‘Marketing’ has been the main source of company growth for decades – we don’t require a history lesson here – most of us have watched “Mad Men”. Follow the timeline and marketing have changed, in terms of what is accessible to us but it appears how we serve our clients hasn’t. We seem to wrap it up in jargon, smoke, and mirrors – we have confused the hell out of our audiences and it continues to this day.
When we start working with businesses the beginning of our conversations is not easy. Our business owners are confused, frustrated, annoyed, exhausted, etc – see where I am going with this, none of these words are useful when you starting to work with a new client and asking them to trust you. All of the SMB CEOs we worked with have ‘their’ story, and frankly, we get it.
Here is a current example- we are working with a new client that wants to expand their business and to achieve that, they are looking at opening at a new location interstate. The client has an outstanding reputation in their home state and the revenue acquisition strategy they have chosen is geographical.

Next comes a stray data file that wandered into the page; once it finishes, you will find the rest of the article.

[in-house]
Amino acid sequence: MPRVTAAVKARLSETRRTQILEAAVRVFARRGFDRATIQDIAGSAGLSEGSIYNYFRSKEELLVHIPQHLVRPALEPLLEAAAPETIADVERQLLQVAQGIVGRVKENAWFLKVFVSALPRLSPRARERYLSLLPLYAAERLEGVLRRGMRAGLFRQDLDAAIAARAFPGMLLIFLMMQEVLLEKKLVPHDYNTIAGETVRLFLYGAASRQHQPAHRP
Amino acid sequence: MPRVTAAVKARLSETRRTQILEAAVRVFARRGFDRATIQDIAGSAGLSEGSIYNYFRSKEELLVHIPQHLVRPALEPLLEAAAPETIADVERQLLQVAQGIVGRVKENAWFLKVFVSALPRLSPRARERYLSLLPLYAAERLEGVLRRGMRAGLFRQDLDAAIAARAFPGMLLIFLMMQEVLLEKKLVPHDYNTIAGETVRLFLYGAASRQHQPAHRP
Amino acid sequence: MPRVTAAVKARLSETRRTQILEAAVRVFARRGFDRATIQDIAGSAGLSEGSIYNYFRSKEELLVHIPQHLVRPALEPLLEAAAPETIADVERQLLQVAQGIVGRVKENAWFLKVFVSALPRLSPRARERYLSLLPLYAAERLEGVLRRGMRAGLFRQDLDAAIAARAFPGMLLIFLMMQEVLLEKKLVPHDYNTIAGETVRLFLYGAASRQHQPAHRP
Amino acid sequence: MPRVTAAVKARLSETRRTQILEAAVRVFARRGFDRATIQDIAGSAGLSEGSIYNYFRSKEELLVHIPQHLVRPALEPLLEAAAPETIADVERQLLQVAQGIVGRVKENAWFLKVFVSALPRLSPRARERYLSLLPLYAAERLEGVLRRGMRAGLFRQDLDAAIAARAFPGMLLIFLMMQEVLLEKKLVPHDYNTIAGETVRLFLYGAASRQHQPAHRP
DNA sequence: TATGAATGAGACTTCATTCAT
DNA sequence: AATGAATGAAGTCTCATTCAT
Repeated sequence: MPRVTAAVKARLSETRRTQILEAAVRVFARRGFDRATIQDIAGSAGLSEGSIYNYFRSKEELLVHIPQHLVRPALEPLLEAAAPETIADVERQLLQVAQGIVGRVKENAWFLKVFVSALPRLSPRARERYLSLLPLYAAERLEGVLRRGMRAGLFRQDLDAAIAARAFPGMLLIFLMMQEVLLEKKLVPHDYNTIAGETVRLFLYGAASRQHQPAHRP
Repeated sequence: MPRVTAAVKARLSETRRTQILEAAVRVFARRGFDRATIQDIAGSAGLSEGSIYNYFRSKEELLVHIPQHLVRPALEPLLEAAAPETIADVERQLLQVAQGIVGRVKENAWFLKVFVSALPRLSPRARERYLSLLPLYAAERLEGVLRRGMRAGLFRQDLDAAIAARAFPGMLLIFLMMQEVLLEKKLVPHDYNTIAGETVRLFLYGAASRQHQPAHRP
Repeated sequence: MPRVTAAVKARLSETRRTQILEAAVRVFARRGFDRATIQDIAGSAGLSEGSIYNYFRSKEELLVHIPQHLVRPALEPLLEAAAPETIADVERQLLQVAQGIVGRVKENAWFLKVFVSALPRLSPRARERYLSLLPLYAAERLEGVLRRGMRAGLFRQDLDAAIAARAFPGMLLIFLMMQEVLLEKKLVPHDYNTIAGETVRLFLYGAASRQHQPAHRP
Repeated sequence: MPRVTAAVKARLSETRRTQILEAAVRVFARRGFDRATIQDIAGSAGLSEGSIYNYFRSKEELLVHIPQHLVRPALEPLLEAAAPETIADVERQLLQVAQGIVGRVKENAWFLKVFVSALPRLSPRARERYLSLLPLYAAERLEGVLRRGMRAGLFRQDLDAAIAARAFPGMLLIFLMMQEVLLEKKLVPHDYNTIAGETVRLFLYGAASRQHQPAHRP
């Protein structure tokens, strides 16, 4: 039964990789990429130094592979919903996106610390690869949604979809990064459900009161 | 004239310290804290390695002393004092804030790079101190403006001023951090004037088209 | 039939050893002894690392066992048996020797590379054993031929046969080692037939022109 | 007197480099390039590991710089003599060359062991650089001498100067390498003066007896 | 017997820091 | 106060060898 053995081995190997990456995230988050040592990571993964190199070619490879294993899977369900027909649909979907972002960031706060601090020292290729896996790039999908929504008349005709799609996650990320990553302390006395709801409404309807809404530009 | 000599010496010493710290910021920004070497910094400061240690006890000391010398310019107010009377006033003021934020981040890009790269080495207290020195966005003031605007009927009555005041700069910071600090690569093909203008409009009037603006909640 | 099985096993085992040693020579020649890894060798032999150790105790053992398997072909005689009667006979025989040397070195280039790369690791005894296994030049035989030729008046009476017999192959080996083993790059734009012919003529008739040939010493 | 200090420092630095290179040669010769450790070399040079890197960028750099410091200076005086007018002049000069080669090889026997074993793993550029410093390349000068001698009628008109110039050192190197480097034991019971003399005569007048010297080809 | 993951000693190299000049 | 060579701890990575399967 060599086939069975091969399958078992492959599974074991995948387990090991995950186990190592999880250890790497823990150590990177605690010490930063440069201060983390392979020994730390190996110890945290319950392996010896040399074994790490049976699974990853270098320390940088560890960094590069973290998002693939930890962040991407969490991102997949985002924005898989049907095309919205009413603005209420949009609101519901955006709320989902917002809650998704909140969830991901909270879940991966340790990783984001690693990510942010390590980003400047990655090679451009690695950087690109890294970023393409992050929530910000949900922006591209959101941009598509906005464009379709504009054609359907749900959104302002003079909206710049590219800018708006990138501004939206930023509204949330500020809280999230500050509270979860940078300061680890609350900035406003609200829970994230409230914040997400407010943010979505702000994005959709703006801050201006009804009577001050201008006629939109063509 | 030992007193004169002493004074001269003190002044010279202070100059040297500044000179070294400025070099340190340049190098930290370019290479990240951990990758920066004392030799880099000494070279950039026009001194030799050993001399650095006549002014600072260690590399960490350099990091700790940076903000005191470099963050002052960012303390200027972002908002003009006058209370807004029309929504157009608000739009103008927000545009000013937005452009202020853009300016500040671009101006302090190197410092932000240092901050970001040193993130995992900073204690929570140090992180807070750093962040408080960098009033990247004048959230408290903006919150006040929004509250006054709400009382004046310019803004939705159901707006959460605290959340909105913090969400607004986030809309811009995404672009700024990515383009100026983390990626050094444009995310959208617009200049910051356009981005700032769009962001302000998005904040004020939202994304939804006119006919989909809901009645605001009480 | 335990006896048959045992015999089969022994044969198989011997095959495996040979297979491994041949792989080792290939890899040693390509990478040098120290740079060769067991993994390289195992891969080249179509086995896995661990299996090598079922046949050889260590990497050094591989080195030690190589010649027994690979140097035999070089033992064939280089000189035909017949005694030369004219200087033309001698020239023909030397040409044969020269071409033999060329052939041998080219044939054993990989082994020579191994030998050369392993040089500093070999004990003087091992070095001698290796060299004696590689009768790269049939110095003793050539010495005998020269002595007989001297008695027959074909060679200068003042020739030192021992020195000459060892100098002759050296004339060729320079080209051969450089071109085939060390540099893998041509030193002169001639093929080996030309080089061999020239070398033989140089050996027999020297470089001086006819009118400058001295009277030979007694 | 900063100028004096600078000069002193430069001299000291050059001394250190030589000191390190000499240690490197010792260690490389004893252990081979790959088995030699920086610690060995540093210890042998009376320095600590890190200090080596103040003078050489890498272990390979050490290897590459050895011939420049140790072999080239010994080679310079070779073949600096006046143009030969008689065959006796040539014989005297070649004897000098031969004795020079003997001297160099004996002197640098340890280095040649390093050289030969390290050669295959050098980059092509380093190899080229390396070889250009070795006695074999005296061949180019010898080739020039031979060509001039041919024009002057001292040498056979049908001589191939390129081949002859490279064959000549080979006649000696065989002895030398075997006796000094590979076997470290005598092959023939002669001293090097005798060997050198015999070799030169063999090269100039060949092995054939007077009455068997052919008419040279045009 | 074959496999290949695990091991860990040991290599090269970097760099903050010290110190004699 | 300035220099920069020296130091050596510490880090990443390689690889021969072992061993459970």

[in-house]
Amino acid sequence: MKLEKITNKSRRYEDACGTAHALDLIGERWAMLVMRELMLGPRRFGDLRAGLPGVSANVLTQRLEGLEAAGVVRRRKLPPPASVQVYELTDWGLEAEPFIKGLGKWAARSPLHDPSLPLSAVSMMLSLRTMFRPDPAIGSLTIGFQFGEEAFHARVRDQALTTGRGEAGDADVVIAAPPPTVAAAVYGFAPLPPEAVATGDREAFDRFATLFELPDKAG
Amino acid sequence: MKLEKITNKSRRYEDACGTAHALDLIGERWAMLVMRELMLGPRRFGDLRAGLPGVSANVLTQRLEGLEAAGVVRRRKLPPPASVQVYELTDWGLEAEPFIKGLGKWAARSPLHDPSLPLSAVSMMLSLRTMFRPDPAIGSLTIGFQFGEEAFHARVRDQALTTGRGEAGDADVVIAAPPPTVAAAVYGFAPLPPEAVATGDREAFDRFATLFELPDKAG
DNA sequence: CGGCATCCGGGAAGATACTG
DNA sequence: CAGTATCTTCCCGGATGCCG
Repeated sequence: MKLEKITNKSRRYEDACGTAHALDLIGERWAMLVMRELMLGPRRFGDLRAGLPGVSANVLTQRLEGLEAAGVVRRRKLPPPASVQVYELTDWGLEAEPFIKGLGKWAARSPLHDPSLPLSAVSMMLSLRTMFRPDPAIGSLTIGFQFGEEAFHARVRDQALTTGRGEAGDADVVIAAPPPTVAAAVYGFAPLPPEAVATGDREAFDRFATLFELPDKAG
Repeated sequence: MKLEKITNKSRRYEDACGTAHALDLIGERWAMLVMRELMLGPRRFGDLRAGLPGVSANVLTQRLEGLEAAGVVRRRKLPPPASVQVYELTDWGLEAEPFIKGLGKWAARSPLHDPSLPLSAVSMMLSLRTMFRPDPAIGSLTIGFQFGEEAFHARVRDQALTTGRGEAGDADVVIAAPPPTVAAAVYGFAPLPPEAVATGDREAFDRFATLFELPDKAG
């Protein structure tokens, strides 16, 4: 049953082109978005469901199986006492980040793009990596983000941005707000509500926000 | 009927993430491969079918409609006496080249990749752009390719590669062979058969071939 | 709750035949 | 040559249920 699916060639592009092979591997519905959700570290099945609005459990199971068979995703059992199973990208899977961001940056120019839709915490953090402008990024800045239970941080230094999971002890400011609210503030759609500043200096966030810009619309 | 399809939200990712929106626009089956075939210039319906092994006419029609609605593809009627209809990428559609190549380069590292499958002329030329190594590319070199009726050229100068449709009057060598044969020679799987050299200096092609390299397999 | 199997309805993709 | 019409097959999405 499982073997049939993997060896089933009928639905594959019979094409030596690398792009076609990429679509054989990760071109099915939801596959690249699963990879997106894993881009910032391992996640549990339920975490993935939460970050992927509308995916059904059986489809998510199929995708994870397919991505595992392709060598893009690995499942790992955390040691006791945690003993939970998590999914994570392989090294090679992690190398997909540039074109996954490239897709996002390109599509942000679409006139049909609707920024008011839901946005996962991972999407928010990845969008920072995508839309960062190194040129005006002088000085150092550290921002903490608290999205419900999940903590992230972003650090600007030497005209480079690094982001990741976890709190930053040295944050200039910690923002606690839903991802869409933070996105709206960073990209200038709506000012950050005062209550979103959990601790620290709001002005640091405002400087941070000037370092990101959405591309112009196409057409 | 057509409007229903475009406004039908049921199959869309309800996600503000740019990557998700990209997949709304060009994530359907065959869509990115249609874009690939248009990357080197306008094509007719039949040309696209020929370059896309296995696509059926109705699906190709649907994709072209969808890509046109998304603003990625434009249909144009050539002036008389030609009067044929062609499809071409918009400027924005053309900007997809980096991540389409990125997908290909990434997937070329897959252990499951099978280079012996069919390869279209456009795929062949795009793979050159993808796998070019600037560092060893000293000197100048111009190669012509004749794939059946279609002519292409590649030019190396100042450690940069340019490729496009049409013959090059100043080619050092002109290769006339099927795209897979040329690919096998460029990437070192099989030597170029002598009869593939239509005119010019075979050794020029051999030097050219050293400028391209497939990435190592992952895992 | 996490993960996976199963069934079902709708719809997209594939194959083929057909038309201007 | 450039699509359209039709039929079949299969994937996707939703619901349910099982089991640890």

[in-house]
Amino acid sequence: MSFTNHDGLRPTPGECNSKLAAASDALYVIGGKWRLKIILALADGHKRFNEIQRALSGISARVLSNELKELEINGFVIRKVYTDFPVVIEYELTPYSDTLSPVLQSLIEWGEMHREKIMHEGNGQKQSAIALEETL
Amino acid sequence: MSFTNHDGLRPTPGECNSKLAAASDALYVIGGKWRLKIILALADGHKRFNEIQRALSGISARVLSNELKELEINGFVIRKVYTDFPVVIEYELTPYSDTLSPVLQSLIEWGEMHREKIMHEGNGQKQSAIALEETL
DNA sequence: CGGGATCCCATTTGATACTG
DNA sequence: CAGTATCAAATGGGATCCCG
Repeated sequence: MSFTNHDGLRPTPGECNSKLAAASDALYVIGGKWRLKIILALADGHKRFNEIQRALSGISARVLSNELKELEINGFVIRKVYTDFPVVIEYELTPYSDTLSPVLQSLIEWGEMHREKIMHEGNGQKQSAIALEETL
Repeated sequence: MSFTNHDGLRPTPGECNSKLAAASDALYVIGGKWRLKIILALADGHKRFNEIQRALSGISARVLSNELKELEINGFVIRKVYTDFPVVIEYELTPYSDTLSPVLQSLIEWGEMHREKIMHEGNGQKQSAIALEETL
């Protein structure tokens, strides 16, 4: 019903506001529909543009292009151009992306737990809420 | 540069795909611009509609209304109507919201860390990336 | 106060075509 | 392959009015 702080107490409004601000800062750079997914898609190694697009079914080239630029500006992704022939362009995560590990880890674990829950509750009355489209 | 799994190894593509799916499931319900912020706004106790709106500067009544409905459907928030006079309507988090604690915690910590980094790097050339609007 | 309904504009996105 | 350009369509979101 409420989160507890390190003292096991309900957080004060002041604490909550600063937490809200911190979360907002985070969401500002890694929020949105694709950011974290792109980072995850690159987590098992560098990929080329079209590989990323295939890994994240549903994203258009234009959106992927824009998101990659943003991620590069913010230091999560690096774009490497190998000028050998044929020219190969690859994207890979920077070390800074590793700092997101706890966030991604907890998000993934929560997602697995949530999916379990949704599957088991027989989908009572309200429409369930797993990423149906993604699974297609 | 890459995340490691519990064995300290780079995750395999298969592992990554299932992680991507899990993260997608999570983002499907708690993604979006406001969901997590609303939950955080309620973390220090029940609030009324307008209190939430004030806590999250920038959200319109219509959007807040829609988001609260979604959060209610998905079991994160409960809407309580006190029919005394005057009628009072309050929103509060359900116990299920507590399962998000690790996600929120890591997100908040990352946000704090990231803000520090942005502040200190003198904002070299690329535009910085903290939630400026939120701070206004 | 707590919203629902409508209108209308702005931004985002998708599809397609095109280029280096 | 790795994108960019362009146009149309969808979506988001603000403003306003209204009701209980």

When we were introduced to them for the first time, they were exhausted, frustrated, and confused. Their previous marketing firm had suggested a re-brand and an e-news campaign, but the client just didn’t get it. There’s nothing wrong with re-branding and e-newsletters however they are too early, very tactical, and not appropriate for what our client wants to achieve.
This business needs some strategic thinking. If your business is thinking about opening in new geography here are a few things you should be thinking about:
5 Strategic Thinking Questions in Marketing to an Excellent Client Conversations
- Size of the market – is there enough revenue available to make it worthwhile
- Who else is in the market? What do our competitors look like?
- Do you have a competitive advantage? If not – can you create one?
- Do we have strategic partners that can help us launch into a new market?
- What’s your revenue/growth expectation and how much is it going to cost you to enter?
All of these kinds of conversations need to be resolved before we head off into tactical implementation.
What is this all about? Growthology wants to bring some corporate thinking to SMBs. We know the stats globally about how important SMBs are to most economies, our marketing needs to be less about re-branding and e-newsletters but more about some of the strategic disciplines and thinking that larger business applies to driving their growth.